“He knelt down, looked me straight in the eyes and said, ‘I want you to please take care of your sister,'” she said. “The second thing she said was: ‘Always tell the truth.'”

Pictou Maloney said Aquash, born in Nova Scotia, returned to the United States against the wishes of her family, who wanted her to stay in Canada to avoid both U.S. authorities and the American Indian Movement, which suspected Aquash of being a informant.

“That was his goodbye because I think he knew things were going to go terribly wrong for him,” Pictou Maloney said. “She had to return to prove that she was not the person they accused her of.”

Instead of clearing his name, Aquash’s body was discovered on South Dakota’s Pine Ridge Reservation in early 1976.

It would be decades before two members of the American Indian Movement, Graham and Arlo Looking Cloud, were tried and convicted of the murder. But Pictou Maloney said those who ordered the murder were never brought to justice.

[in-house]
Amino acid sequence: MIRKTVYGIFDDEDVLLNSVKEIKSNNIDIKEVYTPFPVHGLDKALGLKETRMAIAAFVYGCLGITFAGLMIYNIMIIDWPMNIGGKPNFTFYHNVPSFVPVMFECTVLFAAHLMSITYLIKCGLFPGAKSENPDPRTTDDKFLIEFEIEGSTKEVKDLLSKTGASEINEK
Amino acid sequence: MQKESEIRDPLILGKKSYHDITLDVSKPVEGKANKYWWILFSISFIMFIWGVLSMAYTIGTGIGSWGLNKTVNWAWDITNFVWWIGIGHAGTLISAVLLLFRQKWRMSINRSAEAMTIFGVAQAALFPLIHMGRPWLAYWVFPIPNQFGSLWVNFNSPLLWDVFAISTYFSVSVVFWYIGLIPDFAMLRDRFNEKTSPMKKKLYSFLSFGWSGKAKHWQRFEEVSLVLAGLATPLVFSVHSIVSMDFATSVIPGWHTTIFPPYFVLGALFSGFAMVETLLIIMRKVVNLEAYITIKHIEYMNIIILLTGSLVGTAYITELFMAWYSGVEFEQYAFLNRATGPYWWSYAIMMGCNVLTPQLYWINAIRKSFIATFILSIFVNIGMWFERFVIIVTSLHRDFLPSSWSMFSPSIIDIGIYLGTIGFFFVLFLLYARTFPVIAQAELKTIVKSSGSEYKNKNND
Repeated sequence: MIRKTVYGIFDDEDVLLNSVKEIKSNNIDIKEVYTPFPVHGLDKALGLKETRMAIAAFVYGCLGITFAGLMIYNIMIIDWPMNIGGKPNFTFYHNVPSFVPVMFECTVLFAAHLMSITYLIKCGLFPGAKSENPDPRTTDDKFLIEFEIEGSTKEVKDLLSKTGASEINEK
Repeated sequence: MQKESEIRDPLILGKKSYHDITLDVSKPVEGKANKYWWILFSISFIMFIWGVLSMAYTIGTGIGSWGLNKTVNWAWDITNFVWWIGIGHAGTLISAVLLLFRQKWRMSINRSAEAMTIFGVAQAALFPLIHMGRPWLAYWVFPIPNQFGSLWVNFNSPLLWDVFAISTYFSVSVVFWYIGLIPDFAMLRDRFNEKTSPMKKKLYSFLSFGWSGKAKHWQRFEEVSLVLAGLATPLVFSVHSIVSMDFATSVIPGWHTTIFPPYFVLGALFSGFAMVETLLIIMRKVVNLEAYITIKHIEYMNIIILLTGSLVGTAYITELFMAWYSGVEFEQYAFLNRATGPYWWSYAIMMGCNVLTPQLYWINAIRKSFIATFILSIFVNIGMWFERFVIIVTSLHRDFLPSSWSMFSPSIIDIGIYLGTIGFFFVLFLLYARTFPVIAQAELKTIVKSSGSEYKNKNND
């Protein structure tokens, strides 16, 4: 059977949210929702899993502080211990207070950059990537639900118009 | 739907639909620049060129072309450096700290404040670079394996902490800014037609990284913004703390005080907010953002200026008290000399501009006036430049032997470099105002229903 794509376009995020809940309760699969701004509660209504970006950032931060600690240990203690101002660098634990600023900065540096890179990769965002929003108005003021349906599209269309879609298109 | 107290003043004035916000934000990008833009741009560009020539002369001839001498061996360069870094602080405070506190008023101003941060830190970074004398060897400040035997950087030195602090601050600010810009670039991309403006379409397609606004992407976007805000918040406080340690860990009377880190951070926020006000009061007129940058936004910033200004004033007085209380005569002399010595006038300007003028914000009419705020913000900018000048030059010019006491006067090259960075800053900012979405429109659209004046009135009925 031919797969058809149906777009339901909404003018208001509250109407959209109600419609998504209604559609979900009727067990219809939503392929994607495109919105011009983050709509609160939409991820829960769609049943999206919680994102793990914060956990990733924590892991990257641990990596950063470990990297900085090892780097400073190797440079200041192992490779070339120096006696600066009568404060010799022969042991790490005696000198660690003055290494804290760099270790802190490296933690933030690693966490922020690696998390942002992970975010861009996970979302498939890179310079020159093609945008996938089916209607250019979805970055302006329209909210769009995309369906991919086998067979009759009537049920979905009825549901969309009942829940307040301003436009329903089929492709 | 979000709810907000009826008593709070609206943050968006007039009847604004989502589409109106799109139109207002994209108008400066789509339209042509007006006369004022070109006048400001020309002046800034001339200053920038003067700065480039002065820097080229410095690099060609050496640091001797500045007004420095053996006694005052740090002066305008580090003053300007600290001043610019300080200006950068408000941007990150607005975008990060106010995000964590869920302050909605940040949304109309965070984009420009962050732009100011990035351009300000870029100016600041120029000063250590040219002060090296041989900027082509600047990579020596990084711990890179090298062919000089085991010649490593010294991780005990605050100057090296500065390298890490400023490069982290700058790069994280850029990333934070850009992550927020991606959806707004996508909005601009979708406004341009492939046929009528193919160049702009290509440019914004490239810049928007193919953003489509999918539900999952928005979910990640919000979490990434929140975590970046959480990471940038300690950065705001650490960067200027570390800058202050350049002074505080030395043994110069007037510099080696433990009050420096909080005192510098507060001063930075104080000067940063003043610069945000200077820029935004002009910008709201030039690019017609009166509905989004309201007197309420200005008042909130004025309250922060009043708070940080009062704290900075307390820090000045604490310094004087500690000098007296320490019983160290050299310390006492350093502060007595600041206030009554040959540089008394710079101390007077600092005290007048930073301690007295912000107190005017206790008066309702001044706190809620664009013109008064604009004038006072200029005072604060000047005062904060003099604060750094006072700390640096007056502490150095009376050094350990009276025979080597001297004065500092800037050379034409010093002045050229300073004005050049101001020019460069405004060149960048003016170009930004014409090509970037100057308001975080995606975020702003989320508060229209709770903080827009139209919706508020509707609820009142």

Graham’s case became a cause célèbre, with some Canadian politicians, unions and First Nations representatives opposing his extradition proposal. Some supporters believed he was innocent and that he was an unfair target of American law enforcement.

But he was sent to the United States in 2007 and found guilty at the end of 2010, which cost him a life sentence in prison in South Dakota, where he remains.


The controversy over Graham’s extradition continues.

In 2022, the British Columbia Court of Appeal found that his constitutional rights had been violated because, while Graham was extradited to face a federal charge of first-degree murder, he was convicted on state charges, and the Canadian Court of Appeal granted improperly granted an exemption that allowed the change. Justice minister.